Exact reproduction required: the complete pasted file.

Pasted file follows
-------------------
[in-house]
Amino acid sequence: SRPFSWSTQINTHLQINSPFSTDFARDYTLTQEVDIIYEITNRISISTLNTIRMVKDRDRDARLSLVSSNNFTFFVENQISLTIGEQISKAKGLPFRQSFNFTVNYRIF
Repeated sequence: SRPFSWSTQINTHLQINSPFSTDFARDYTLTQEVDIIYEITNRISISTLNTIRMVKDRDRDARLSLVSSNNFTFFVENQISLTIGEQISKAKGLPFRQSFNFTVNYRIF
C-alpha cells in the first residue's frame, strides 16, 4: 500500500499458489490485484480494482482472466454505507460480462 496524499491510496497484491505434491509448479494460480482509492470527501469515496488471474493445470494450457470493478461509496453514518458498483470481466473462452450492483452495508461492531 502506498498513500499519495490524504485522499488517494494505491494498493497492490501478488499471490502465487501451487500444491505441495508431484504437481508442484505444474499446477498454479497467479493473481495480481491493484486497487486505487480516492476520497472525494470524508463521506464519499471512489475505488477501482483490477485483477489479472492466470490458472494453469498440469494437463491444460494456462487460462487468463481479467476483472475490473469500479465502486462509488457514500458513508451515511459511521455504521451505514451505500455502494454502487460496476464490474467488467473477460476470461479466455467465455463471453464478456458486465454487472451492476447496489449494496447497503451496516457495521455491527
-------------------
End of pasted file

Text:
[in-house]
Amino acid sequence: SRPFSWSTQINTHLQINSPFSTDFARDYTLTQEVDIIYEITNRISISTLNTIRMVKDRDRDARLSLVSSNNFTFFVENQISLTIGEQISKAKGLPFRQSFNFTVNYRIF
Repeated sequence: SRPFSWSTQINTHLQINSPFSTDFARDYTLTQEVDIIYEITNRISISTLNTIRMVKDRDRDARLSLVSSNNFTFFVENQISLTIGEQISKAKGLPFRQSFNFTVNYRIF
C-alpha cells in the first residue's frame, strides 16, 4: 500500500499458489490485484480494482482472466454505507460480462 496524499491510496497484491505434491509448479494460480482509492470527501469515496488471474493445470494450457470493478461509496453514518458498483470481466473462452450492483452495508461492531 502506498498513500499519495490524504485522499488517494494505491494498493497492490501478488499471490502465487501451487500444491505441495508431484504437481508442484505444474499446477498454479497467479493473481495480481491493484486497487486505487480516492476520497472525494470524508463521506464519499471512489475505488477501482483490477485483477489479472492466470490458472494453469498440469494437463491444460494456462487460462487468463481479467476483472475490473469500479465502486462509488457514500458513508451515511459511521455504521451505514451505500455502494454502487460496476464490474467488467473477460476470461479466455467465455463471453464478456458486465454487472451492476447496489449494496447497503451496516457495521455491527